New research in the July 2021 issue of JNCCN indicates a need to increase substance use and mental health support capabilities at cancer centers across the United States. Researchers found 85.4% of centers offered mental health services but only 45.5% had chemical dependency services.
Results of new study in JNCCN from Mass General Hospital Cancer Center, Harvard Medical School, and Dana-Farber Cancer Institute underscore the need for the development and testing of nutrition and fitness interventions, as muscle quality significantly correlates with symptom burden, healthcare utilization, and survival.
New research in the February 2021 issue of JNCCN examined body mass index (BMI) data for people with HER2-positive early breast cancer, and found a 5% weight loss in patients over two years in was associated with worse outcomes. Weight gain over the same time period did not affect survival rates.
New research in the January 2021 issue of JNCCN—Journal of the National Comprehensive Cancer Network finds more than a third of eligible people miss timely screening tests for colorectal cancer and at least a quarter appear to miss timely screening tests for breast and cervical cancers.
New research in the November 2020 issue of JNCCN identifies metastatic pancreatic cancer patient subgroups with the highest relative cost-effectiveness from maintenance olaparib, a PARP inhibitor.
New research in the October 2020 issue of JNCCN—Journal of the National Comprehensive Cancer Network finds the rate of bone mineral density (BMD) testing in people with prostate cancer undergoing androgen deprivation therapy (ADT) has improved in recent years, but remains low.
New international research in the September 2020 issue of JNCCN—Journal of the National Comprehensive Cancer Network finds immunotherapy-related adverse events (irAEs) can impact more than one organ in a single patient. Multi-organ irAEs are more likely to happen sequentially rather than simultaneously.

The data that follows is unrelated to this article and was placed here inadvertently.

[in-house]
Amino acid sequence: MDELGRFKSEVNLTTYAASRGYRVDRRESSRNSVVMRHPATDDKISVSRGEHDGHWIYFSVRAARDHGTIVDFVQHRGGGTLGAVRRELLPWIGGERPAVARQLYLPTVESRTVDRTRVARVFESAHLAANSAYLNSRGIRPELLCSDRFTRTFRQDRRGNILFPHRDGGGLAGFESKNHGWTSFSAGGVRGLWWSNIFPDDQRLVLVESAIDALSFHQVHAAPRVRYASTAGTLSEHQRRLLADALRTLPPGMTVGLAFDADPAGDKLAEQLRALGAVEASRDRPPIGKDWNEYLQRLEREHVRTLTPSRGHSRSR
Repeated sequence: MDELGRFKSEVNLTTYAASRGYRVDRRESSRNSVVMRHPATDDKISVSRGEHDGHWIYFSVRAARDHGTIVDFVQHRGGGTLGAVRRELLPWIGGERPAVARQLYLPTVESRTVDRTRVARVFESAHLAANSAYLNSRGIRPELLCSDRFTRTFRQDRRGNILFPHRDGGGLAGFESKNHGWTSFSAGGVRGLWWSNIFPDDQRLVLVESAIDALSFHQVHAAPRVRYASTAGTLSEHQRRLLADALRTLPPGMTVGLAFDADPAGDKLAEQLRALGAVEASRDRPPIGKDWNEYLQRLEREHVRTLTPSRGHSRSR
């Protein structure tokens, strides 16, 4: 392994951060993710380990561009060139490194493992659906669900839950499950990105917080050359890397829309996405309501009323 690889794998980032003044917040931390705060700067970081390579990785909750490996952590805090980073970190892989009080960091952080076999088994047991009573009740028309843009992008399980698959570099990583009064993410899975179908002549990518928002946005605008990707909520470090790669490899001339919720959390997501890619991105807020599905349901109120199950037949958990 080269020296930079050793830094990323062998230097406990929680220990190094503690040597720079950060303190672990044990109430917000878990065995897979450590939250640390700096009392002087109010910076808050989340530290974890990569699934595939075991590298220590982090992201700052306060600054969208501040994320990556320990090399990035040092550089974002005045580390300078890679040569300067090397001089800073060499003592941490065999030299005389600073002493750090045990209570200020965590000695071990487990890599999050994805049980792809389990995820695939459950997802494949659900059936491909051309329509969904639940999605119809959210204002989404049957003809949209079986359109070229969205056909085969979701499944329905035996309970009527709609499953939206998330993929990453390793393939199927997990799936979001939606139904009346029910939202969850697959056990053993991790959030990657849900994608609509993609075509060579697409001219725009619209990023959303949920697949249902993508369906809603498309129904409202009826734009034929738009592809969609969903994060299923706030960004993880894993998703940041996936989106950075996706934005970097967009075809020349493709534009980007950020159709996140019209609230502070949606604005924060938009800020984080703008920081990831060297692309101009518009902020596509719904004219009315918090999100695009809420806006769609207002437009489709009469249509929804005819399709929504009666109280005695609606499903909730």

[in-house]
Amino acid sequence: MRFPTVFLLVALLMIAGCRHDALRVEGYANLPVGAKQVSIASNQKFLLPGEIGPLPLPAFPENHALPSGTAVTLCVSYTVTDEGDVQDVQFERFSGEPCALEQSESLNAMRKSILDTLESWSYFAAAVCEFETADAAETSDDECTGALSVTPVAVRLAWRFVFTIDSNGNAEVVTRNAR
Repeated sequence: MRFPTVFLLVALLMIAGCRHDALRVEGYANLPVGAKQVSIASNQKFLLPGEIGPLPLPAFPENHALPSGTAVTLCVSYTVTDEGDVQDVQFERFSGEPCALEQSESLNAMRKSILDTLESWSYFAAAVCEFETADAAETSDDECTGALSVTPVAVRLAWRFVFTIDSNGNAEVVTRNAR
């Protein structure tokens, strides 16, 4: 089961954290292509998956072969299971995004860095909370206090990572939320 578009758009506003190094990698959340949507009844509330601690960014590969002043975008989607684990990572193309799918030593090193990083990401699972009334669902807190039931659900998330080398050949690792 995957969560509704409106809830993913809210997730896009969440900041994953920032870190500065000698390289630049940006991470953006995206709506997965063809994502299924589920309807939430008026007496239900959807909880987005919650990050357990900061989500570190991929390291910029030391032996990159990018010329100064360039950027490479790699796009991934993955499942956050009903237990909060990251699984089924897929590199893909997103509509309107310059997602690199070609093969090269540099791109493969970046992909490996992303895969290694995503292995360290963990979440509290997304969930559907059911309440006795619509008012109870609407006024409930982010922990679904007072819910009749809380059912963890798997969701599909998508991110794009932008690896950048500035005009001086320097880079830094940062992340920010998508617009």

New research from Mass General Cancer Center, published in the June 2020 issue of JNCCN—Journal of the National Comprehensive Cancer Network, found 40.2% of hospitalized patients with advanced, incurable cancer were functionally impaired at the time of admission.
NCCN Best Practices Committee publishes peer-reviewed feature in JNCCN presenting latest insights on how to keep oncology patients and healthcare workers safe during COVID-19 pandemic. Visit NCCN.org/covid-19 for continually-updated resources for patients, providers, and care systems.
Experts from Seattle Cancer Care Alliance share lessons learned from early experiences treating people with cancer during COVID-19 outbreak via free online article in JNCCN—Journal of the National Comprehensive Cancer Network
New research from the American Cancer Society in the March 2020 issue of JNCCN—Journal of the National Comprehensive Cancer Network finds that younger cancer survivors are more likely to experience significant financial strain for food, housing, and monthly bills after diagnosis.
Largest population-based analysis on factors that affect survival outcomes for HPV-positive oropharyngeal squamous cell carcinoma of the head and neck (SCCHN) find significant racial and socioeconomic disparities, according to new study in JNCCN-Journal of the National Comprehensive Cancer Network.
New research JNCCN—Journal of the National Comprehensive Cancer Network, using data from NHIS to examine self-reported drinking habits among people reporting a cancer diagnosis, finds 56.5% were current drinkers, 34.9% exceeded moderate drinking levels, and 21% engaged in binge drinking.
New research in the November 2019 issue of JNCCN—Journal of the National Comprehensive Cancer Network from Dana-Farber Cancer Institute examines the implications of invasive breast cancer after breast-conserving treatment for ductal carcinoma in situ (aka DCIS, a form of non-invasive breast cancer) and which factors could impact overall survival.
Study in JNCCN—Journal of the National Comprehensive Cancer Network, finds early dose reduction of adjuvant FEC-D chemotherapy negatively impacts overall survival rates for women with intermediate- or high-risk breast cancer.